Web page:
"People are fed up with this talk that capitalism is inferior to socialism. I think the two systems must be treated like two kinds of food in two bowls. Let the people taste both and decide for themselves which one tastes better."
These words are from the diary of a 28-year-old Peking factory worker, made available by him on the condition that his name not be used. The language is often rough and inconsistent, but the doubts about the Chinese communist system are heard at some point in nearly every private conversation with young Chinese these days.
"I want a few dollars' raise? Maybe, but they'll torture you first with all the meetings, discussions, study sessions . . . . Ah, it's frustrating! the capitalists in the old society were good at exploiting people, but the Communist Party is even more crafty."
The worker's diary reflects a classic generation gap between the aged revolutionaries who rescued China from famine, civil war and terrible suffering 30 years ago and their grandchildren, who cannot appreciate the changes and do not find their current lives satisfying. In a major speech at a youth conference this month one of the aged leaders, Vice Premier Wang Renzhong, pleaded with youth to reject "unhealthy things from abroad and stick with "communist ideals."
A brief look at the life of one young Chinese, complete with inconsistencies, rumors and petty angers, shows the message has difficulty getting through.
Sunday: "After work at 2 p.m., I went windowshopping with a few friends to the Peking Department Store. Our eyes were caught by a huge crowd of people milling in front of a display window at the left side of the building. I squeezed myself in and found out that they were all looking at the advertising display of Sanyo Corp. [a Japanese electronics firm]. The window was full of modern household electrical appliances, and all the Chinese beside me were raving about them.
"Japan achieved such speedy economic development in the 30 years since the war. China had the same 30 years, yet it is far behind. Newspapers sing praises of socialism and damn capitalism, but this is the best proof.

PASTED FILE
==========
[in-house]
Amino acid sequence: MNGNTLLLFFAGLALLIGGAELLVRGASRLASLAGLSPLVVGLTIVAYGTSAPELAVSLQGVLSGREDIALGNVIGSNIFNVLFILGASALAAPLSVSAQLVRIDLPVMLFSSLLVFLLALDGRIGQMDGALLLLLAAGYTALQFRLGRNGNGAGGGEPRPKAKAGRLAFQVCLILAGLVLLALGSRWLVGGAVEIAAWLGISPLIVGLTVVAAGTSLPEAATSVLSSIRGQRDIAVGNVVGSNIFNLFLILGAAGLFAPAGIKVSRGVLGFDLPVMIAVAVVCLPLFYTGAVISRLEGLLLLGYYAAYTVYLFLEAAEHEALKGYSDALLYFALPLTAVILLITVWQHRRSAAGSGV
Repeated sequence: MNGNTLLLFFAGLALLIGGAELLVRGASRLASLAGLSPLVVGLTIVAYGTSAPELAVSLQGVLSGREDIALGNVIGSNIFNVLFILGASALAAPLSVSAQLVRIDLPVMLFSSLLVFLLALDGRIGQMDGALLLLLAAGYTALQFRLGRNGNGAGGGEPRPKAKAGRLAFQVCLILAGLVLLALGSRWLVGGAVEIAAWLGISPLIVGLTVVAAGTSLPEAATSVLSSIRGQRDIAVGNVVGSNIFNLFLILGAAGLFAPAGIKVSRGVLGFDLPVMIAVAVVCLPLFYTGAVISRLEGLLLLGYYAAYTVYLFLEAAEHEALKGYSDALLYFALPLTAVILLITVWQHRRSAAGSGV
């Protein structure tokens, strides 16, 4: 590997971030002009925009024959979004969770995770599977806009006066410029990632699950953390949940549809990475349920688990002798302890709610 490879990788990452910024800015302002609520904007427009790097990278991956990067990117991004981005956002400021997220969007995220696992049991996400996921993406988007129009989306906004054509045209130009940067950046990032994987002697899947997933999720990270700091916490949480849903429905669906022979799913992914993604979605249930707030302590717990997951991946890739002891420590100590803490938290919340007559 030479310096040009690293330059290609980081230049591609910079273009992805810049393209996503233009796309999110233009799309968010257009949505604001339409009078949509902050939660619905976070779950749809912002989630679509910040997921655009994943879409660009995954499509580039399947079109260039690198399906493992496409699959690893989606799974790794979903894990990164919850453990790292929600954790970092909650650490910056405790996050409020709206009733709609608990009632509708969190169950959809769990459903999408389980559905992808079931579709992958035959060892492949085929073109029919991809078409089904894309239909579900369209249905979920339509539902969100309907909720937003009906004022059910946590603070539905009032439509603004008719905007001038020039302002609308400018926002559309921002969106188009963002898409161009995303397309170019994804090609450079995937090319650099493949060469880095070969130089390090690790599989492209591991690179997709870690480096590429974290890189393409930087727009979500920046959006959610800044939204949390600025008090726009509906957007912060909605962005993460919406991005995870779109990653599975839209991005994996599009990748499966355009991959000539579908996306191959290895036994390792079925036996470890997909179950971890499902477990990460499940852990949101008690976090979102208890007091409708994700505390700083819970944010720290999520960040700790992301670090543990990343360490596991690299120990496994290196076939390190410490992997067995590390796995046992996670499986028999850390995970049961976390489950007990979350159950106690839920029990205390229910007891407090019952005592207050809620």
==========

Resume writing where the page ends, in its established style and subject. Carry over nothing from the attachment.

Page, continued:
"You go in the department store and walk up to where they sell cassette recorders and find out that the sets are imported from Japan and that the cheapest costs about $667. I get a monthly salary of $27. If I want to buy a cassette recorder, I'll have to save up all my salary for three years -- that is, no food, no drinks . . . How can you expect me to have the urge to work for the four modernizations [a plan for Chinese economic growth]. A good pair of leather shoes cost $23 -- are these the benefits of socialism?
Monday: "Recently there's been a short supply of vegetables in the market, so ordinary Chinese frequently don't get to eat vegetables anymore. The huge Peking Chongwen vegetable market had only one variety, garlic shoots, to sell.
"One has to line up for more than two hours just to be able to buy some vegetables. They refused to sell more than two small bundles of spinach per customer. The Chinese hardly get any nutrition from what they eat. They only care about stuffing their stomachs full.
"You're lucky enough if there's somebody in the family who could line up. If both husband and wife are working, leaving early in the morning and coming back late at night then you just don't expect anything to eat. You just bear the hunger. What is even more infuriating is that at the time of scarcity, some of the grocery stores are arbitrarily raising the prices of vegetables. They pass off low-quality vegetables as good ones."
Tuesday: "Felt very bored after work today, so I decided to watch a movie. I made the rounds of the movie houses and ended up not watching any.There are a few newly released movies now showing, but they're lousy so people don't want to see them. . . . Television is even worse. Culture is not suited to people's wishes but to the needs of propaganda. During the reign of the Gang of Four [a radical faction that appeared China's modernization policies], the single scenario you saw on the screen was the gang struggling against veteran cadres; now the roles are simply reversed.
"It is such a hassle to watch a movie you like. People literally fight over tickets for movies shown 'internally' [not shown publicly but by arrangement with work places]."
Friday: "Got up at 5 a.m. Discussion on salary readjustment reached its 10th day. We were told that only 40 percent of the factory population will be entitled to raises. The past few days, people in my factory have been engaged in heated arguments over who among us should get the pay raise. Although a one-step promotion only means a few more dollars, it's what we ordinary Chinese hunger for.
"I'm both a technician and a junior administrator, I've been working for nine years. The crux of the matter is, the government won't let me earn what I deserve."
Saturday: "I went around to different workshops to inspect the job of transporting some machines. I also chatted with some workers . . . about the salary readjustments plan. The majority of the workers say they are extremely dissatisfied with the leadership because they have appropriated for themselves the 40 percent quota. All the bureaucrats and some frequent toadies will get the promotion.
"Small wonder that a section of the workers just lie down on the job, either reading newspapers or chatting. The machines are antiquated and noisy. The workshop is just a messy sight."
"And what about those bureaucrats? The rumor is that Ye Jianying [the second-ranking party leader] doles out $66,677 for his birthday parties in Guangzhou. It is best that the people in the Communist Party make the first move in making self-criticism. That's what we call socialist equality."